An Interview With Environmental Activist Van Jones

For the Obama administration, aggressively pursuing a new energy strategy will be a top priority. Environmental activist Van Jones, author of "The Green Collar Economy," agrees with Obama that a new policy can simultaneously create jobs, stimulate the economy and wean America off foreign oil. Jones, a senior fellow at the Center for American Progress, told NEWSWEEK's Daniel Stone how the new president should proceed. Excerpts:

Stone: With the government spending billions on the bailout, how will Obama find money to fund an energy revolution?
Our best economists are saying this is the time to do some deficit spending in a smart way. We just had a silly stimulus where we passed out checks to everyone, who then turned around and went to Wal-Mart and bought flat-screen TVs that stimulated the economy of China. Then we did this $700 billion bailout that didn't stimulate things very well either. Between now and March there will likely be a third stimulus. I think it should be a green stimulus. Don't pass out checks to people.

What's an example of a green program that can pay dividends quickly?
The low-hanging fruit is a massive program to retrofit America, to weatherize millions and millions of American buildings to leak less energy. That's not some new space-age technology, that's using the caulk gun; it's what we have now. Starting there, we can take existing technology and an idle workforce and power ourselves through the recession.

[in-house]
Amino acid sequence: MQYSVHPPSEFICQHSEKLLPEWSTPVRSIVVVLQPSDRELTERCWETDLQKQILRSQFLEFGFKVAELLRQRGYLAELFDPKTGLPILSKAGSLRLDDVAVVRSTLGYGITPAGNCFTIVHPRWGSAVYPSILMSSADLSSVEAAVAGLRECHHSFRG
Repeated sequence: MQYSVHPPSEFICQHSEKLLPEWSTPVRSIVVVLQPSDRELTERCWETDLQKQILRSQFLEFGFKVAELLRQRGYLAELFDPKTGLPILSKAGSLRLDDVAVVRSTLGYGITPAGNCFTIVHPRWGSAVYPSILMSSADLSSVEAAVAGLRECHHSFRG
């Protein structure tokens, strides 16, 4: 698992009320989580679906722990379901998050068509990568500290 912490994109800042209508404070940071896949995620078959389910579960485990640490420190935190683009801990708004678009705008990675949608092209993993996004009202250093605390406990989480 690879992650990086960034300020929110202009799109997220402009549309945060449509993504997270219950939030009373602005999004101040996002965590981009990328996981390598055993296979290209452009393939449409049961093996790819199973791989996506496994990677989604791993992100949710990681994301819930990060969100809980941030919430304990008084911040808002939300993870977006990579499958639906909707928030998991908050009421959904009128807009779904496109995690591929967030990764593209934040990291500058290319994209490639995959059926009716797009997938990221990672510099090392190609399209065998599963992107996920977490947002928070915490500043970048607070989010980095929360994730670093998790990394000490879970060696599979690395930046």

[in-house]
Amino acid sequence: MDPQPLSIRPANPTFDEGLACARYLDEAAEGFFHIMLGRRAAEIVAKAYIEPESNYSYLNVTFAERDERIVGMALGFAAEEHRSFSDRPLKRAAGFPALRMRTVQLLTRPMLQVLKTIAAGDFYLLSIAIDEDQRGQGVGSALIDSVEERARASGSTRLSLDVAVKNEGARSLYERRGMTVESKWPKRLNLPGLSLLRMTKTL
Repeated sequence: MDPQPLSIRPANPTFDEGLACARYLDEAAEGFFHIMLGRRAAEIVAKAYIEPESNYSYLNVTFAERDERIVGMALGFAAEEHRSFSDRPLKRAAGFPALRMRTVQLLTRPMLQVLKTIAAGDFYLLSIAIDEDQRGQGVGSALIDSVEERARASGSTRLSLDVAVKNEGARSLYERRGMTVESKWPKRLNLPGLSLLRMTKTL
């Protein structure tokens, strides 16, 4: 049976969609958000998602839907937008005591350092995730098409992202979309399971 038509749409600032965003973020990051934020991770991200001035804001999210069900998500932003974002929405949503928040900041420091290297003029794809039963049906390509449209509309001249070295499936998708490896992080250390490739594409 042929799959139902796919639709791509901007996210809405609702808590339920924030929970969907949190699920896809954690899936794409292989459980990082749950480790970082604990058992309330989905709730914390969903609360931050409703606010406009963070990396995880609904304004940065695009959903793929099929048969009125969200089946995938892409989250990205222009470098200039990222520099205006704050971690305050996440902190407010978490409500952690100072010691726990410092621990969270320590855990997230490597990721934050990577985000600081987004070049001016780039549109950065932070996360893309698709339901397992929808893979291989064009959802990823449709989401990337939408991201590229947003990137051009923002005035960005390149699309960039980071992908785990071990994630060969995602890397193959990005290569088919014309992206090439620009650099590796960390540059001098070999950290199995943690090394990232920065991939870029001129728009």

Let's revisit the campaign for a moment. What's wrong with an "all of the above" approach?
When is that ever true? If you went to the doctor and he said, "Oh, you have a problem, so you should just try everything," you'd get a new doctor.

But that approach does allow for short-term gains while also investing for the future.
Those people say they want solar and wind, but they also want tar sands and oil shale and dirty stuff too. How is that leadership? They're trying to pull our energy strategy in opposite directions. On one side you have the most carbon-intensive strategies and on the other you have clean-energy solutions. But the problem is that at best you stay at zero. This is a time for heroes, not zeros.

Are people overstating the role that government can play in solving these problems?
At the end of the day, government won't solve this problem—private enterprise and entrepreneurship will solve global warming. However, markets work according to rules, and right now the rules are wacky. They favor polluters. The minute we send a new price signal that the old age of fossil-fuel production is over and we're turning toward a new day, the biggest polluters will jump the fence.

What's the first step?
First you have to change the rules. We'll have to put a price on carbon. We need policymakers to tell us that we need to produce a certain amount of energy with renewables. Fundamentally, [the problem is] that carbon is free to dump. Once that changes, the market will respond.

Even if these steps do boost the U.S. economy, global climate challenges will take more than just American effort.
That's where we have an opportunity to lead. Asia's ability to figure this out by itself in the next 10 years is pretty limited. Our ability to figure this out is almost limitless. We have this economic opportunity and obligation to help ourselves, but also to lead the way for Asia and Africa and South America to boot up clean. And if we get renewable-energy solutions first, we get to sell it or give it to everyone.